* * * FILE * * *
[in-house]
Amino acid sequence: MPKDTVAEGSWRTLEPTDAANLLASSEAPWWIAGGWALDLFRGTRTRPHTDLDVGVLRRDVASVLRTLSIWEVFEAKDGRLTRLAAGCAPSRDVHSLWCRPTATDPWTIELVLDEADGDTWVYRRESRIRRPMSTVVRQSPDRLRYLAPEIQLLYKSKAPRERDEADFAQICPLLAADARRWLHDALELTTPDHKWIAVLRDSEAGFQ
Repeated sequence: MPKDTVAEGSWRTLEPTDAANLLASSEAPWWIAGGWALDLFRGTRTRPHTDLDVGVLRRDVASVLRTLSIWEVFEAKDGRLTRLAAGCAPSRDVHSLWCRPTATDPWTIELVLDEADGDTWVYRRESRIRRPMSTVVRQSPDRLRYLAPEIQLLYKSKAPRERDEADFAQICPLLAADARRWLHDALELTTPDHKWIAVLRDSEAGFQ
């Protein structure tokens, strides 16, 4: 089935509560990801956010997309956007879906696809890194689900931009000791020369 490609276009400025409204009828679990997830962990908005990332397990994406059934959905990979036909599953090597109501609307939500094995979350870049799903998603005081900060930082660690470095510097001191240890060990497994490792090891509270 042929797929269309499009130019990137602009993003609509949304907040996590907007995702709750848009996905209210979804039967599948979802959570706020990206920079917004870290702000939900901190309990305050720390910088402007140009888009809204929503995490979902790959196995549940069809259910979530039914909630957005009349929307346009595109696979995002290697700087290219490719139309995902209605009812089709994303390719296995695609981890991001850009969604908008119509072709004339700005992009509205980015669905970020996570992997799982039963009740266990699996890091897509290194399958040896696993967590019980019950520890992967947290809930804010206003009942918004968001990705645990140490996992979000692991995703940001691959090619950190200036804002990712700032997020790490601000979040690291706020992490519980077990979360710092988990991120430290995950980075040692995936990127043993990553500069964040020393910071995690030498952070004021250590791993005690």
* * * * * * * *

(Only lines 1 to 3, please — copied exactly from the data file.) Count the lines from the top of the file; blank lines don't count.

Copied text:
[in-house]
Amino acid sequence: MPKDTVAEGSWRTLEPTDAANLLASSEAPWWIAGGWALDLFRGTRTRPHTDLDVGVLRRDVASVLRTLSIWEVFEAKDGRLTRLAAGCAPSRDVHSLWCRPTATDPWTIELVLDEADGDTWVYRRESRIRRPMSTVVRQSPDRLRYLAPEIQLLYKSKAPRERDEADFAQICPLLAADARRWLHDALELTTPDHKWIAVLRDSEAGFQ
Repeated sequence: MPKDTVAEGSWRTLEPTDAANLLASSEAPWWIAGGWALDLFRGTRTRPHTDLDVGVLRRDVASVLRTLSIWEVFEAKDGRLTRLAAGCAPSRDVHSLWCRPTATDPWTIELVLDEADGDTWVYRRESRIRRPMSTVVRQSPDRLRYLAPEIQLLYKSKAPRERDEADFAQICPLLAADARRWLHDALELTTPDHKWIAVLRDSEAGFQ